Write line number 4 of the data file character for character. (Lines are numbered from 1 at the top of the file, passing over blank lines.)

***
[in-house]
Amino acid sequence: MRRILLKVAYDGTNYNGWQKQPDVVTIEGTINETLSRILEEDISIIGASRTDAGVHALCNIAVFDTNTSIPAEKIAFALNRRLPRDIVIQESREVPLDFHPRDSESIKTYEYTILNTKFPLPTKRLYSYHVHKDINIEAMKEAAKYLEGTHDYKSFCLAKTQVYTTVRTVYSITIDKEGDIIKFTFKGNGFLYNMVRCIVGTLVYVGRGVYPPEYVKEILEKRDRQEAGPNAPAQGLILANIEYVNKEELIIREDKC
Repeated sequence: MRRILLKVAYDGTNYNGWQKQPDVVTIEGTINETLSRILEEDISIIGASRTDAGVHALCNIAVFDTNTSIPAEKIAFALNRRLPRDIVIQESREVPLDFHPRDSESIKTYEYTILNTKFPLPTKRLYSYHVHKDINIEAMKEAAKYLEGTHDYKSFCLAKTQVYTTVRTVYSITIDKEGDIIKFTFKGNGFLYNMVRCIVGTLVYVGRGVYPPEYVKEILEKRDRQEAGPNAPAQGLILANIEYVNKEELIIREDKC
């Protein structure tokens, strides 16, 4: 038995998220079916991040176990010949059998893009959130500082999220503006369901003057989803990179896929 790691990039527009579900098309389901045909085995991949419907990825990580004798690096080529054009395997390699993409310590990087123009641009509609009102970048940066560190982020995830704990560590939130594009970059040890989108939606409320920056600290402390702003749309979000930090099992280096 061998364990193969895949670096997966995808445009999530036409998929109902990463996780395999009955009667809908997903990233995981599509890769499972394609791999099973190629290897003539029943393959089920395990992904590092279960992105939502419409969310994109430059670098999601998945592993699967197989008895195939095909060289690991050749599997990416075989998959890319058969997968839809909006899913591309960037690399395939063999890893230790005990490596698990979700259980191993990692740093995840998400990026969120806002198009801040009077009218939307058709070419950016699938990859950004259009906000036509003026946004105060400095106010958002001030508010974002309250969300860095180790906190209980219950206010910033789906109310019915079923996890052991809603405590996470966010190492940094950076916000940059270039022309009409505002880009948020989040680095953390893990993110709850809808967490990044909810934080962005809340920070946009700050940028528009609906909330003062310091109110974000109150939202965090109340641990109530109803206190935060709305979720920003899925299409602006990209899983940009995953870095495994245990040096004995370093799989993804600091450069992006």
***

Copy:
């Protein structure tokens, strides 16, 4: 038995998220079916991040176990010949059998893009959130500082999220503006369901003057989803990179896929 790691990039527009579900098309389901045909085995991949419907990825990580004798690096080529054009395997390699993409310590990087123009641009509609009102970048940066560190982020995830704990560590939130594009970059040890989108939606409320920056600290402390702003749309979000930090099992280096 061998364990193969895949670096997966995808445009999530036409998929109902990463996780395999009955009667809908997903990233995981599509890769499972394609791999099973190629290897003539029943393959089920395990992904590092279960992105939502419409969310994109430059670098999601998945592993699967197989008895195939095909060289690991050749599997990416075989998959890319058969997968839809909006899913591309960037690399395939063999890893230790005990490596698990979700259980191993990692740093995840998400990026969120806002198009801040009077009218939307058709070419950016699938990859950004259009906000036509003026946004105060400095106010958002001030508010974002309250969300860095180790906190209980219950206010910033789906109310019915079923996890052991809603405590996470966010190492940094950076916000940059270039022309009409505002880009948020989040680095953390893990993110709850809808967490990044909810934080962005809340920070946009700050940028528009609906909330003062310091109110974000109150939202965090109340641990109530109803206190935060709305979720920003899925299409602006990209899983940009995953870095495994245990040096004995370093799989993804600091450069992006």